Middle East respiratory syndrome coronavirus: Treatment and prevention
- Kenneth McIntosh, MD
Kenneth McIntosh, MD
- Professor of Pediatrics
- Harvard Medical School
In September 2012, a case of novel coronavirus infection was reported involving a man in Saudi Arabia who was admitted to a hospital with pneumonia and acute kidney injury in June 2012 . Only a few days later, a separate report appeared of an almost identical virus detected in a second patient with acute respiratory syndrome and acute kidney injury [2,3]. The second patient initially developed symptoms in Qatar but had traveled to Saudi Arabia before he became ill and then sought care in the United Kingdom . Many subsequent cases and clusters of infections have been reported.
This novel coronavirus, initially termed human coronavirus-EMC (for Erasmus Medical Center), has been named Middle East respiratory syndrome coronavirus (MERS-CoV) .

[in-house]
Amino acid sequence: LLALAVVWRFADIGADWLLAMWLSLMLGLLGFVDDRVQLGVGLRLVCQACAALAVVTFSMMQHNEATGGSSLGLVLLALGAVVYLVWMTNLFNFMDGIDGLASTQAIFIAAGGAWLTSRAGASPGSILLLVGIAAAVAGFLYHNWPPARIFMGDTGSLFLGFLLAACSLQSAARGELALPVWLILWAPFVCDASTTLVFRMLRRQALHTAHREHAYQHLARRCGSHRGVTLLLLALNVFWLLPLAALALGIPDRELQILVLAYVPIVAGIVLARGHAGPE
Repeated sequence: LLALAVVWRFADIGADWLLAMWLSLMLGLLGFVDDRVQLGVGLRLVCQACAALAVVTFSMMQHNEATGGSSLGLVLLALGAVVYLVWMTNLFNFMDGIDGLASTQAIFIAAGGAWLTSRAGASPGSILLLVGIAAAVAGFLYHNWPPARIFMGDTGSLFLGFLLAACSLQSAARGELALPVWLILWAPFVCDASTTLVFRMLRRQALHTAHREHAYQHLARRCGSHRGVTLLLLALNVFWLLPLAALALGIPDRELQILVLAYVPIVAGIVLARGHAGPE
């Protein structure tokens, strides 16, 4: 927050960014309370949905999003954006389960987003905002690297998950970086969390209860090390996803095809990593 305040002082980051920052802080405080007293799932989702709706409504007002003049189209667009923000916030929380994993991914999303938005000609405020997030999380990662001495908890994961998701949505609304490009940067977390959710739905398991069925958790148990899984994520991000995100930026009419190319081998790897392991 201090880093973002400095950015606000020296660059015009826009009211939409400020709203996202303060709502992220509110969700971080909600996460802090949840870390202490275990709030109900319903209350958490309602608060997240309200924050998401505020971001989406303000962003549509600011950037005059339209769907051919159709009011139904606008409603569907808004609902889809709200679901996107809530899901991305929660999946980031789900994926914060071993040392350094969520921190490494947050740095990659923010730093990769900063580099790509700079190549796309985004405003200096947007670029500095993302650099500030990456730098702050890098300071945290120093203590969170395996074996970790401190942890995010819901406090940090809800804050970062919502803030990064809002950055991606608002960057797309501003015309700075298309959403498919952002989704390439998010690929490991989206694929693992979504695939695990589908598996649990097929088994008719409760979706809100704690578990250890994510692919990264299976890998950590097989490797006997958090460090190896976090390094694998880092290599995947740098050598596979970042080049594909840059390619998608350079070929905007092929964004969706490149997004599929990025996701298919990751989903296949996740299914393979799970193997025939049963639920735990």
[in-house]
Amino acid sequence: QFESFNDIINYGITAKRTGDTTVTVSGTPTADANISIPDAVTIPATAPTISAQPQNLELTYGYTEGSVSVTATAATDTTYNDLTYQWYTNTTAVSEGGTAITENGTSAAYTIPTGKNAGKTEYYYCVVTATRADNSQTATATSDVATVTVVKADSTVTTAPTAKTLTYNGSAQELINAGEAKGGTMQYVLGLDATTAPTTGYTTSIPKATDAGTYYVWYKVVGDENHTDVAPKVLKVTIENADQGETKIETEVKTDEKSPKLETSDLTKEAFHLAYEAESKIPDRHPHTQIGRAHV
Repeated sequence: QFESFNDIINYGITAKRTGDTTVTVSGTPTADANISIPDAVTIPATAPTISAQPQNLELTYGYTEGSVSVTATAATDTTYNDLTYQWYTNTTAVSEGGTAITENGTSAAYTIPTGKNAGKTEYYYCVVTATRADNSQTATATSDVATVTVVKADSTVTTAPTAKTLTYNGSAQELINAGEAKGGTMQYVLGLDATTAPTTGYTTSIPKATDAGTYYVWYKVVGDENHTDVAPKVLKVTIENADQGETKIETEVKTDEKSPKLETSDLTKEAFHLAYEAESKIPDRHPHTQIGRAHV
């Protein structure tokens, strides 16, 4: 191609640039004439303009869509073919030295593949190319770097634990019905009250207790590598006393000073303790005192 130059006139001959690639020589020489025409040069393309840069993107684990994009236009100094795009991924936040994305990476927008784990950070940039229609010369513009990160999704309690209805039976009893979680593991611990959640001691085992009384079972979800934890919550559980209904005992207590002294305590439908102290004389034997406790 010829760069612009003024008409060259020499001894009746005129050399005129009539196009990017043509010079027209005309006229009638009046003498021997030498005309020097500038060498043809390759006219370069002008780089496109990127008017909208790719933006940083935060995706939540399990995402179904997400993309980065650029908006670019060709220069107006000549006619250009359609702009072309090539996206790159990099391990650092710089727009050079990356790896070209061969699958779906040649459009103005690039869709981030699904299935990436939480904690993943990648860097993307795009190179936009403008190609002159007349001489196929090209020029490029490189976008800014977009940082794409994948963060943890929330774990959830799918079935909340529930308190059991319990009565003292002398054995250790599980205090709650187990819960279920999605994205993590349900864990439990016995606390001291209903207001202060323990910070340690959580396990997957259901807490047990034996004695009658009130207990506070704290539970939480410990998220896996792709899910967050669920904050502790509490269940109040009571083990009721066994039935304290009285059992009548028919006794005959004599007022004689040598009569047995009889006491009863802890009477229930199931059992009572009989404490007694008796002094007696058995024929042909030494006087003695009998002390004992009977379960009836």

Updated information about MERS-CoV can be found on the World Health Organization's website and the United States Centers for Disease Control and Prevention's website.
The treatment and prevention of MERS-CoV are discussed here. The virology, epidemiology, clinical manifestations, and diagnosis of MERS-CoV are discussed separately. Community-acquired coronaviruses and severe acute respiratory syndrome coronavirus are reviewed separately. (See "Middle East respiratory syndrome coronavirus: Virology, pathogenesis, and epidemiology" and "Middle East respiratory syndrome coronavirus: Clinical manifestations and diagnosis" and "Coronaviruses" and "Severe acute respiratory syndrome (SARS)".)
As with other coronaviruses, no antiviral agents are recommended for the treatment of Middle East respiratory syndrome coronavirus (MERS-CoV) infection . The World Health Organization (WHO) has issued recommendations for the management of severe respiratory infections suspected to be caused by MERS-CoV . (See "Coronaviruses", section on 'Treatment and prevention'.)
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